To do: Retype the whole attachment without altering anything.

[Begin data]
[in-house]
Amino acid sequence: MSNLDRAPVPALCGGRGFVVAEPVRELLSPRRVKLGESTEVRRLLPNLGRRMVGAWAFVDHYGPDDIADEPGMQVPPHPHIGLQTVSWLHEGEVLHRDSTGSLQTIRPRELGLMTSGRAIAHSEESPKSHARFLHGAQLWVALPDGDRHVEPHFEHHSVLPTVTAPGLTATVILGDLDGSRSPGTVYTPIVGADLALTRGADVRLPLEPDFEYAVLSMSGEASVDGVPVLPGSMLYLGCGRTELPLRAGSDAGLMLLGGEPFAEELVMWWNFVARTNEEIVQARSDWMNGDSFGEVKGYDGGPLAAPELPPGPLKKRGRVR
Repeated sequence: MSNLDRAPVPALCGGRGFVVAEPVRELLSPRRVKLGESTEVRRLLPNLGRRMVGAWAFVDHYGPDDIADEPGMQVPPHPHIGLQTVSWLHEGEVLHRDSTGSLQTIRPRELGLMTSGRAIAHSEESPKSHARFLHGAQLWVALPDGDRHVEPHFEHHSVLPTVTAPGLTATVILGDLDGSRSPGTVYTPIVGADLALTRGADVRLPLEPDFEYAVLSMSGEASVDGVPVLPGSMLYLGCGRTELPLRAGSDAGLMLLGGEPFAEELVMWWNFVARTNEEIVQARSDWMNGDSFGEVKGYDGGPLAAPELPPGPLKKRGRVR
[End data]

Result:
[in-house]
Amino acid sequence: MSNLDRAPVPALCGGRGFVVAEPVRELLSPRRVKLGESTEVRRLLPNLGRRMVGAWAFVDHYGPDDIADEPGMQVPPHPHIGLQTVSWLHEGEVLHRDSTGSLQTIRPRELGLMTSGRAIAHSEESPKSHARFLHGAQLWVALPDGDRHVEPHFEHHSVLPTVTAPGLTATVILGDLDGSRSPGTVYTPIVGADLALTRGADVRLPLEPDFEYAVLSMSGEASVDGVPVLPGSMLYLGCGRTELPLRAGSDAGLMLLGGEPFAEELVMWWNFVARTNEEIVQARSDWMNGDSFGEVKGYDGGPLAAPELPPGPLKKRGRVR
Repeated sequence: MSNLDRAPVPALCGGRGFVVAEPVRELLSPRRVKLGESTEVRRLLPNLGRRMVGAWAFVDHYGPDDIADEPGMQVPPHPHIGLQTVSWLHEGEVLHRDSTGSLQTIRPRELGLMTSGRAIAHSEESPKSHARFLHGAQLWVALPDGDRHVEPHFEHHSVLPTVTAPGLTATVILGDLDGSRSPGTVYTPIVGADLALTRGADVRLPLEPDFEYAVLSMSGEASVDGVPVLPGSMLYLGCGRTELPLRAGSDAGLMLLGGEPFAEELVMWWNFVARTNEEIVQARSDWMNGDSFGEVKGYDGGPLAAPELPPGPLKKRGRVR